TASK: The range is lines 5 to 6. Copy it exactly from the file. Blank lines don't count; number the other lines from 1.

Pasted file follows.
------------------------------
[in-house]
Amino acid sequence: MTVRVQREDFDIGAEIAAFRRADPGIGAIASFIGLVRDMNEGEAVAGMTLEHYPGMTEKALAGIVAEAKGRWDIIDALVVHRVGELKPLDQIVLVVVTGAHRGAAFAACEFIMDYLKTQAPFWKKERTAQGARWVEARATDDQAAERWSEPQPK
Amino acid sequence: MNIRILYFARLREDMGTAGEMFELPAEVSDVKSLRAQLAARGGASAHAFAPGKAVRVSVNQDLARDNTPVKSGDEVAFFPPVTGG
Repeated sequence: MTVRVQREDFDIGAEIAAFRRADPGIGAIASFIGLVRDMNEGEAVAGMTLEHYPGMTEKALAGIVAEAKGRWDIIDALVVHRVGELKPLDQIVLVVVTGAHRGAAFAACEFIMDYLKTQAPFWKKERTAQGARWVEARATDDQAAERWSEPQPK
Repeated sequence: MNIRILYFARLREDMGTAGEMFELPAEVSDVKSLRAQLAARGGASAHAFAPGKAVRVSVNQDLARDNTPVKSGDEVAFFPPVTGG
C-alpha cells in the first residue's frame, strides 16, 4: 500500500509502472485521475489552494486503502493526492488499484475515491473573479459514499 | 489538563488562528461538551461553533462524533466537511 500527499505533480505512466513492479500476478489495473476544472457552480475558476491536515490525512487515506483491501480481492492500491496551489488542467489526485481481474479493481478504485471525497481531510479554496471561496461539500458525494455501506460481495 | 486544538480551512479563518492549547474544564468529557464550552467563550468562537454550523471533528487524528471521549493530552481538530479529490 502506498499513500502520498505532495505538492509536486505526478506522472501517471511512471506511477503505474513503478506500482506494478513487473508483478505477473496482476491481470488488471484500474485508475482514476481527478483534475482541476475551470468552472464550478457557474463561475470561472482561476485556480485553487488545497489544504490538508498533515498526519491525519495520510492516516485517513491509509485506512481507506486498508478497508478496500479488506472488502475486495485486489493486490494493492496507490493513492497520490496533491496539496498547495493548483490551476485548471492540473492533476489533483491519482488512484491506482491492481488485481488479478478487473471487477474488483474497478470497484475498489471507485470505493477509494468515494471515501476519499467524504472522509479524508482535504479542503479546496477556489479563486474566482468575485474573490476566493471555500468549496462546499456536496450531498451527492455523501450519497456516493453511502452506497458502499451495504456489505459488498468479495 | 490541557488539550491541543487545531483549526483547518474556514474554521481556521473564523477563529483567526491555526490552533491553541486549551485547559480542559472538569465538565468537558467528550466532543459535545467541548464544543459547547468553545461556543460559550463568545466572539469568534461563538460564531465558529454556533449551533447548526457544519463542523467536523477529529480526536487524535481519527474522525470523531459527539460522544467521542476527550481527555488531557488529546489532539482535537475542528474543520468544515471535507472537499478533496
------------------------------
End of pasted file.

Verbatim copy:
Repeated sequence: MNIRILYFARLREDMGTAGEMFELPAEVSDVKSLRAQLAARGGASAHAFAPGKAVRVSVNQDLARDNTPVKSGDEVAFFPPVTGG
C-alpha cells in the first residue's frame, strides 16, 4: 500500500509502472485521475489552494486503502493526492488499484475515491473573479459514499 | 489538563488562528461538551461553533462524533466537511 500527499505533480505512466513492479500476478489495473476544472457552480475558476491536515490525512487515506483491501480481492492500491496551489488542467489526485481481474479493481478504485471525497481531510479554496471561496461539500458525494455501506460481495 | 486544538480551512479563518492549547474544564468529557464550552467563550468562537454550523471533528487524528471521549493530552481538530479529490 502506498499513500502520498505532495505538492509536486505526478506522472501517471511512471506511477503505474513503478506500482506494478513487473508483478505477473496482476491481470488488471484500474485508475482514476481527478483534475482541476475551470468552472464550478457557474463561475470561472482561476485556480485553487488545497489544504490538508498533515498526519491525519495520510492516516485517513491509509485506512481507506486498508478497508478496500479488506472488502475486495485486489493486490494493492496507490493513492497520490496533491496539496498547495493548483490551476485548471492540473492533476489533483491519482488512484491506482491492481488485481488479478478487473471487477474488483474497478470497484475498489471507485470505493477509494468515494471515501476519499467524504472522509479524508482535504479542503479546496477556489479563486474566482468575485474573490476566493471555500468549496462546499456536496450531498451527492455523501450519497456516493453511502452506497458502499451495504456489505459488498468479495 | 490541557488539550491541543487545531483549526483547518474556514474554521481556521473564523477563529483567526491555526490552533491553541486549551485547559480542559472538569465538565468537558467528550466532543459535545467541548464544543459547547468553545461556543460559550463568545466572539469568534461563538460564531465558529454556533449551533447548526457544519463542523467536523477529529480526536487524535481519527474522525470523531459527539460522544467521542476527550481527555488531557488529546489532539482535537475542528474543520468544515471535507472537499478533496